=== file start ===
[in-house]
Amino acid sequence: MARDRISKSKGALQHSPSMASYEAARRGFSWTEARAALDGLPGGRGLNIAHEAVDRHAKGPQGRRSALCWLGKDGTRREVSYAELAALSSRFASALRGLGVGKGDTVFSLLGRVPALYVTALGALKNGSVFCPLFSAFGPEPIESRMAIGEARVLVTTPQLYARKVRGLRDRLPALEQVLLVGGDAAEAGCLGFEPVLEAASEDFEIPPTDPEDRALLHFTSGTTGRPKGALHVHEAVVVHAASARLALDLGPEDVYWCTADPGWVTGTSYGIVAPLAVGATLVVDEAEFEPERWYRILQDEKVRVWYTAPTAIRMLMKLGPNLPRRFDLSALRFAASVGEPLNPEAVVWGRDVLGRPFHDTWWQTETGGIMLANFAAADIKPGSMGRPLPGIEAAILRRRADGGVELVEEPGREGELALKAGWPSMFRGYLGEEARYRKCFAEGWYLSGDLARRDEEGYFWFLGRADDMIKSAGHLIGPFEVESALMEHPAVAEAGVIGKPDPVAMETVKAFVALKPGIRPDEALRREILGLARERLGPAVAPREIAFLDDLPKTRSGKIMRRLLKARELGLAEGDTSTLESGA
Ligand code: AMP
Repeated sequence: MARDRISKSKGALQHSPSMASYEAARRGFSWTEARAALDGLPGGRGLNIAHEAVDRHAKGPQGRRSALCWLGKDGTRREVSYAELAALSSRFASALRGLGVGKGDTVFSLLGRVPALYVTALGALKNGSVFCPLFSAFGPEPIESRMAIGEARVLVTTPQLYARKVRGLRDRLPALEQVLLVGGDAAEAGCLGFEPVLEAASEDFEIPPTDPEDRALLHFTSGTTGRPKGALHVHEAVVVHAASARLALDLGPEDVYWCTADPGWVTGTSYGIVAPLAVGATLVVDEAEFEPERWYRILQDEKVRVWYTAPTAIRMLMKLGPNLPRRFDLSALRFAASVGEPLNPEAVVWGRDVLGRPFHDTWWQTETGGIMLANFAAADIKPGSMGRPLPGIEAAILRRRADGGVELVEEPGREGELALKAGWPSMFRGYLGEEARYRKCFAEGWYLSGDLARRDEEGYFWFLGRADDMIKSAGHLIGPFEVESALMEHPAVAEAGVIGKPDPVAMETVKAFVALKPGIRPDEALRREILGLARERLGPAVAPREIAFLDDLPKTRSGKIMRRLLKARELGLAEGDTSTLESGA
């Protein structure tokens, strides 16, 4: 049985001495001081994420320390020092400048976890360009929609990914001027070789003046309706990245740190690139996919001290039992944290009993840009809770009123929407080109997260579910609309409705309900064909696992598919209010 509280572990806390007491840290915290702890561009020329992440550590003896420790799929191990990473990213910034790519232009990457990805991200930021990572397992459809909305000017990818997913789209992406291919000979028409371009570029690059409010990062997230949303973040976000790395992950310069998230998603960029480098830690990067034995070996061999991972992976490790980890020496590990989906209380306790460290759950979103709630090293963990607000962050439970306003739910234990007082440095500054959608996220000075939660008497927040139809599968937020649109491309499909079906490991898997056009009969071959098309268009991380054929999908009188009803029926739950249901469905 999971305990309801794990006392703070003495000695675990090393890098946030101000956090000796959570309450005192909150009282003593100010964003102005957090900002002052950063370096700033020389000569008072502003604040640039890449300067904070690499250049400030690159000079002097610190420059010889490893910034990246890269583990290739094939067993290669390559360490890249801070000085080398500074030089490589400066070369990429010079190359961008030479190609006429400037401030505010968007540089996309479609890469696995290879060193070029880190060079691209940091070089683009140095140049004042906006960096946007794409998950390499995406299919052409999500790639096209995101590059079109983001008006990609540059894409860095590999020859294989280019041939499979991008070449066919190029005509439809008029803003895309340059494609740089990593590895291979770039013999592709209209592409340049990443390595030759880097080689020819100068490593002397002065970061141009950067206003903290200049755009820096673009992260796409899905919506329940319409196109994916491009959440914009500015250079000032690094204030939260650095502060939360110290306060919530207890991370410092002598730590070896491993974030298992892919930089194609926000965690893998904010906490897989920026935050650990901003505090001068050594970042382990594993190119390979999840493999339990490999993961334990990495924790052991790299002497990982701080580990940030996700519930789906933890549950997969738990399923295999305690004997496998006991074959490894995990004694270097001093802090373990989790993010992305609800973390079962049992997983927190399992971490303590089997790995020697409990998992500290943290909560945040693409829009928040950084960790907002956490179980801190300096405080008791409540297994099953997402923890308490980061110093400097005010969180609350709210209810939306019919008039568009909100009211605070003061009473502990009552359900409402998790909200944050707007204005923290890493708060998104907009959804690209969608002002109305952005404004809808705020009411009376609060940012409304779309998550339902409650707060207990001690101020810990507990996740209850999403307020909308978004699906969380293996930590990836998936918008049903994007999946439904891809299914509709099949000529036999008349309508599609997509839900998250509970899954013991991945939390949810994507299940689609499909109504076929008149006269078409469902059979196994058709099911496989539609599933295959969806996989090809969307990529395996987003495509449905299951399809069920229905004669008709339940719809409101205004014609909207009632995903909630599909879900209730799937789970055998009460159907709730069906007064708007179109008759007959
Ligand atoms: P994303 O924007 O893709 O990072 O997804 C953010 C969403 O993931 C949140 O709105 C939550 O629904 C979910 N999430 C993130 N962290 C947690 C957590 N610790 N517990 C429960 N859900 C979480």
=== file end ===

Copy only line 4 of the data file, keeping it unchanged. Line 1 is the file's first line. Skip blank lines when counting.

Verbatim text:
Repeated sequence: MARDRISKSKGALQHSPSMASYEAARRGFSWTEARAALDGLPGGRGLNIAHEAVDRHAKGPQGRRSALCWLGKDGTRREVSYAELAALSSRFASALRGLGVGKGDTVFSLLGRVPALYVTALGALKNGSVFCPLFSAFGPEPIESRMAIGEARVLVTTPQLYARKVRGLRDRLPALEQVLLVGGDAAEAGCLGFEPVLEAASEDFEIPPTDPEDRALLHFTSGTTGRPKGALHVHEAVVVHAASARLALDLGPEDVYWCTADPGWVTGTSYGIVAPLAVGATLVVDEAEFEPERWYRILQDEKVRVWYTAPTAIRMLMKLGPNLPRRFDLSALRFAASVGEPLNPEAVVWGRDVLGRPFHDTWWQTETGGIMLANFAAADIKPGSMGRPLPGIEAAILRRRADGGVELVEEPGREGELALKAGWPSMFRGYLGEEARYRKCFAEGWYLSGDLARRDEEGYFWFLGRADDMIKSAGHLIGPFEVESALMEHPAVAEAGVIGKPDPVAMETVKAFVALKPGIRPDEALRREILGLARERLGPAVAPREIAFLDDLPKTRSGKIMRRLLKARELGLAEGDTSTLESGA